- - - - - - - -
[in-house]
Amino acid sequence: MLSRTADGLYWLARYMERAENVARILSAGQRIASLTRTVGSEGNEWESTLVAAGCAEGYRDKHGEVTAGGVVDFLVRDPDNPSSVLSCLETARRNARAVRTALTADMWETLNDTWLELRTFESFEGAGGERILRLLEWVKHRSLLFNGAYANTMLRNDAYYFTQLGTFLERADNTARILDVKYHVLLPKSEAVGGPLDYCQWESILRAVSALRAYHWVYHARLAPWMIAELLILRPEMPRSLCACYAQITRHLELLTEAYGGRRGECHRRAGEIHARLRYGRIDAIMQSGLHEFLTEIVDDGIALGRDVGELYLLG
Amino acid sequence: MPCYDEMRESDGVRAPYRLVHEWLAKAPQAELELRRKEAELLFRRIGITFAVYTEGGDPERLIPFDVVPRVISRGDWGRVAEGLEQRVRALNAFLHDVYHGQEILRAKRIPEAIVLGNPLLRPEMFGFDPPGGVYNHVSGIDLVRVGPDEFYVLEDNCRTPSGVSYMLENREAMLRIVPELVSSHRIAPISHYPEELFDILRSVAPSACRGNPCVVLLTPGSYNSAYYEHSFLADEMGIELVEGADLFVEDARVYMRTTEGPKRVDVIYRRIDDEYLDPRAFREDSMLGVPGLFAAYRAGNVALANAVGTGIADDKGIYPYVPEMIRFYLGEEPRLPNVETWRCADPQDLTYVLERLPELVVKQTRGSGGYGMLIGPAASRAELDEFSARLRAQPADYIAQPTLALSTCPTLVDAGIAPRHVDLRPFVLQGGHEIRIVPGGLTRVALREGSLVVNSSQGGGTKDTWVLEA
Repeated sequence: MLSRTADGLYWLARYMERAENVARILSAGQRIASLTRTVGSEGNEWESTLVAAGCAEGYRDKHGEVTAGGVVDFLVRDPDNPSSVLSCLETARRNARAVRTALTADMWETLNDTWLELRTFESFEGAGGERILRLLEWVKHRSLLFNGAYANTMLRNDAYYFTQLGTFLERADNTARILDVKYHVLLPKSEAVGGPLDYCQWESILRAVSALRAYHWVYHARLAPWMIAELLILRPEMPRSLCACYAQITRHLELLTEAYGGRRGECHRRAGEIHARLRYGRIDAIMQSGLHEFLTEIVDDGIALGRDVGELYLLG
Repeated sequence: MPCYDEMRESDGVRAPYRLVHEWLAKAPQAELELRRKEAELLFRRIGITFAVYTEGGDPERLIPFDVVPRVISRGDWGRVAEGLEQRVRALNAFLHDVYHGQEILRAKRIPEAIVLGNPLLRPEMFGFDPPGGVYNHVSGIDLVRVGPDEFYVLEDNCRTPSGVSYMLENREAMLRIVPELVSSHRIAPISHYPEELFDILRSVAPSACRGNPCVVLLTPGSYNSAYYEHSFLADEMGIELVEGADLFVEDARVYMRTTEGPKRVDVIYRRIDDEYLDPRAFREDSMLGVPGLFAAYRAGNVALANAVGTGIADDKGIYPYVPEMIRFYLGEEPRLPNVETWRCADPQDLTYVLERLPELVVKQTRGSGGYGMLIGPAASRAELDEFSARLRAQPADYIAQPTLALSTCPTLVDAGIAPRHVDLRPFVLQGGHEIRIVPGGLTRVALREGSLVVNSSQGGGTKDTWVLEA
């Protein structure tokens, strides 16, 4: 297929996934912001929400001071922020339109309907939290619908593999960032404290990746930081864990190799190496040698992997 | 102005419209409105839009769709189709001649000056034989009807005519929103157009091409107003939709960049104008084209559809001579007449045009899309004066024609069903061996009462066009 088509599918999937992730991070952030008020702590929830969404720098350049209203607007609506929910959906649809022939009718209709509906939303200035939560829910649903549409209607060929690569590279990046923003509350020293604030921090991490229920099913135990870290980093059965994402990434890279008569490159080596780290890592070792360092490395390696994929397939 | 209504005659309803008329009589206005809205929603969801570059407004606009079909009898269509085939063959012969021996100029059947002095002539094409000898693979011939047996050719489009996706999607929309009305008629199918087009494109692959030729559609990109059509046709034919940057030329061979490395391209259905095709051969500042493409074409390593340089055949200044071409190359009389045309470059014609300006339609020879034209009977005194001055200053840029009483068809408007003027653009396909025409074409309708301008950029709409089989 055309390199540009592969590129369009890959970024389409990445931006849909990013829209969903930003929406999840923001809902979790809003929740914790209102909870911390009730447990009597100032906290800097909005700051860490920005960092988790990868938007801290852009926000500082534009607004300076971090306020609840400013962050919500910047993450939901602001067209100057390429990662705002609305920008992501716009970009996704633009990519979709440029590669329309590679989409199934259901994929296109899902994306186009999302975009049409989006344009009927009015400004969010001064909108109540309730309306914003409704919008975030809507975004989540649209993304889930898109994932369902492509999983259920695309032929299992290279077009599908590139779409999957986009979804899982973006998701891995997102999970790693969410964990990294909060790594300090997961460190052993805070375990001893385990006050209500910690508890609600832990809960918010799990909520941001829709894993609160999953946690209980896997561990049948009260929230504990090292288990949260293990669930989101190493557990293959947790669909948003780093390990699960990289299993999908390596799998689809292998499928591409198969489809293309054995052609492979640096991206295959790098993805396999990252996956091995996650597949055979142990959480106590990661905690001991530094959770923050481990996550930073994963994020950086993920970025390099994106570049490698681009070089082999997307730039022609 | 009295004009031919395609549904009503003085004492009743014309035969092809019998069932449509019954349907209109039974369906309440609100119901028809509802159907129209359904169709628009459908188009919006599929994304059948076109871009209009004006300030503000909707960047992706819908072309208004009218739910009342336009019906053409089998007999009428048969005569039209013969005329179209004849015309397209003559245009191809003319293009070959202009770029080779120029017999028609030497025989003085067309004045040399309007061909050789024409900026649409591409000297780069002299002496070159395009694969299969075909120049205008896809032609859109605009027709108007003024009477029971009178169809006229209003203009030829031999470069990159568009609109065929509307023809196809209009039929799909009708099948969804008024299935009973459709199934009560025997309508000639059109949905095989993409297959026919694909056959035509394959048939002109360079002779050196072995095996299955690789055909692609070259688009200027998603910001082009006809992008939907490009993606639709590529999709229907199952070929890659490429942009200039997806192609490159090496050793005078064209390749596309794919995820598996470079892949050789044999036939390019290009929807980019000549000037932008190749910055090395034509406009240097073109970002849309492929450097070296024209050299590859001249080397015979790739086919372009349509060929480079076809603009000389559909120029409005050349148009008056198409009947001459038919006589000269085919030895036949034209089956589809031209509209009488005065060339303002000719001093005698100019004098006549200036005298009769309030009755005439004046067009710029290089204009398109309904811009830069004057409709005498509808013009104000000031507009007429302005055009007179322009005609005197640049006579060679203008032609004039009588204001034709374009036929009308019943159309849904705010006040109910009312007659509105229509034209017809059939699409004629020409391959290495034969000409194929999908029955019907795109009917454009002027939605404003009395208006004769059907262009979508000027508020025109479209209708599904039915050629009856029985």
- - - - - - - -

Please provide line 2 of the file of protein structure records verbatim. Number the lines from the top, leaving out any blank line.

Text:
Amino acid sequence: MLSRTADGLYWLARYMERAENVARILSAGQRIASLTRTVGSEGNEWESTLVAAGCAEGYRDKHGEVTAGGVVDFLVRDPDNPSSVLSCLETARRNARAVRTALTADMWETLNDTWLELRTFESFEGAGGERILRLLEWVKHRSLLFNGAYANTMLRNDAYYFTQLGTFLERADNTARILDVKYHVLLPKSEAVGGPLDYCQWESILRAVSALRAYHWVYHARLAPWMIAELLILRPEMPRSLCACYAQITRHLELLTEAYGGRRGECHRRAGEIHARLRYGRIDAIMQSGLHEFLTEIVDDGIALGRDVGELYLLG